Although many parents & classroom teachers work hard to keep children from speaking hurtful words to other children, still, there are occasionally people who have adult bodies, but who are still like young children in their words and attitudes toward others. God has called believers everywhere to “grow up” (lit. “to become mature”) in Christ Jesus. Sometimes we “grow” in our knowledge of JESUS, but not in the *grace* of JESUS! (2 Peter 3:18) Oh, that God would touch *our* lips with a coal from off His fiery altar, purging our lips, and our hearts! May our words “always be with grace, seasoned, as it were, with salt, that [we] may know how [we] should respond to each person.” (Col. 4.6, NASB)

    Whatever a person’s motivation in speaking hurtful, unkind words (“I’m just telling it as I see it”; “Someone *needs* to say this…”, etc.), every thing we speak or share needs to be “poured” through the sieve of Scripture and of Biblical principles — hopefully before it is spoken or shared.

    God calls us to be people who not only speak words of truth, but who also speak words of healing, of grace, and of comfort. “Seasoning” our words with salt (cf Col. 4.6) is NOT about pouring verbal “salt” into others’ deep wounds and painful places, but rather, is about allowing God’s Holy Spirit to so “season” the words we speak with His “flavor” ~ thus bringing others a soul-satisfaction upon “tasting” them. Oh, that others would “taste” JESUS, and sample the “flavor” of God, by being with us, and by hearing/reading our words! THANKS, Michelle, for writing this post!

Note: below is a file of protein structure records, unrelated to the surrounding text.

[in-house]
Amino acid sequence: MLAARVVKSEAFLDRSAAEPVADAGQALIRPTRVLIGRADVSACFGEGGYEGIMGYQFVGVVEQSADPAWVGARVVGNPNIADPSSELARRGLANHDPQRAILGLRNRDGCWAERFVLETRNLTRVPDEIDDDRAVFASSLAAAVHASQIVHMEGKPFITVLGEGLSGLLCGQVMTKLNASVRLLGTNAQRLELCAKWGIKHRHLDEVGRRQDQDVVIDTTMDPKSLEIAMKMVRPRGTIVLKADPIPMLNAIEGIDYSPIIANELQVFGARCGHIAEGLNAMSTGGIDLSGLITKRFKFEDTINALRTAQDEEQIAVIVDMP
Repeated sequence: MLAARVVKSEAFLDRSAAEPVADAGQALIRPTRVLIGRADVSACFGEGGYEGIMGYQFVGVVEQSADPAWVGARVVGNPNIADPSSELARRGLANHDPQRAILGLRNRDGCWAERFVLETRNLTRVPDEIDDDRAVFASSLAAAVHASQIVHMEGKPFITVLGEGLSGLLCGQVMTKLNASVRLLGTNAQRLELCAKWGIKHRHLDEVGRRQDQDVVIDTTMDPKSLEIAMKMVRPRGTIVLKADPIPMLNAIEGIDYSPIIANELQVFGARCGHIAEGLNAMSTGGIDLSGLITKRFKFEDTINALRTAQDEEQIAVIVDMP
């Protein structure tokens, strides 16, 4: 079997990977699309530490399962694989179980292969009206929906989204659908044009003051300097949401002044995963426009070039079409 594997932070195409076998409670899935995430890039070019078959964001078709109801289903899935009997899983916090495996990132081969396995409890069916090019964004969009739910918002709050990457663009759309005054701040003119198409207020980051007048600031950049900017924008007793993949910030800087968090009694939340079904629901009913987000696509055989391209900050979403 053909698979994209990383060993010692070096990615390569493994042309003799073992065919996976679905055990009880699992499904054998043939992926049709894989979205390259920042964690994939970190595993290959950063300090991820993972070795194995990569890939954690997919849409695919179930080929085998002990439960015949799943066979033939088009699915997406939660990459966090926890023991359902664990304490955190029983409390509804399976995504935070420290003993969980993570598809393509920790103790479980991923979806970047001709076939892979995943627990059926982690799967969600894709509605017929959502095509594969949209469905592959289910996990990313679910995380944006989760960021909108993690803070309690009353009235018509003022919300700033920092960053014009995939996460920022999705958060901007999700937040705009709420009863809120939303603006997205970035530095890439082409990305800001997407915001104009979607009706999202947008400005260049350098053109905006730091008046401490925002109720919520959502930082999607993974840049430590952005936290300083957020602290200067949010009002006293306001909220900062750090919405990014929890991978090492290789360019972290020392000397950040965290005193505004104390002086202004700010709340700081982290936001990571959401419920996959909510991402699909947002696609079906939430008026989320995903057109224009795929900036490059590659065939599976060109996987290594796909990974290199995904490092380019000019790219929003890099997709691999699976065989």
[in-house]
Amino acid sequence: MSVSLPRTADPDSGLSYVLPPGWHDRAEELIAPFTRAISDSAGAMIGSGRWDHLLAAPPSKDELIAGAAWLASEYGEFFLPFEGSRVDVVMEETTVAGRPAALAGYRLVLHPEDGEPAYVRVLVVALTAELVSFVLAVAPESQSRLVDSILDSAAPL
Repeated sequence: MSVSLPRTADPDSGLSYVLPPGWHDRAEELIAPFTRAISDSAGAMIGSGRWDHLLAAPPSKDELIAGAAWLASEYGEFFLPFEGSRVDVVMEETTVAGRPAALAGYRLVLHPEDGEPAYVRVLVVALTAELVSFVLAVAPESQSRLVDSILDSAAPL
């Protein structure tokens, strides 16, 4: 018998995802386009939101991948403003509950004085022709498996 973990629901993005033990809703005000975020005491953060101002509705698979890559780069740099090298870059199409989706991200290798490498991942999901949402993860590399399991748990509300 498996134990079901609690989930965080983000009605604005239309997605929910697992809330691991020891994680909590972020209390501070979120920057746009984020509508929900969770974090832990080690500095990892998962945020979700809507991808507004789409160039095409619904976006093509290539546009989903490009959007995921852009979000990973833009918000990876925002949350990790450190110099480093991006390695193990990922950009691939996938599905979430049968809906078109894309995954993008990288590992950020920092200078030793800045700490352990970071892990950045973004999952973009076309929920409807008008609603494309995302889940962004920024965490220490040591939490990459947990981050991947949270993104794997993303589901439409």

10. Thank you for commenting, Patience. Your openness is refreshing.

    I love your point, Gracie, about not pouring salt on wounds. Learning to season our words with grace isn’t an easy thing in this world of cynicism. But thankfully, we have people like you coming around to show us how! Thank you for being such a bright spot on my blog these days. 😉

  11. Right you are. The Lord is SO concerned about the safety and nurturing of the human soul. And the little foxes run among the vineyards …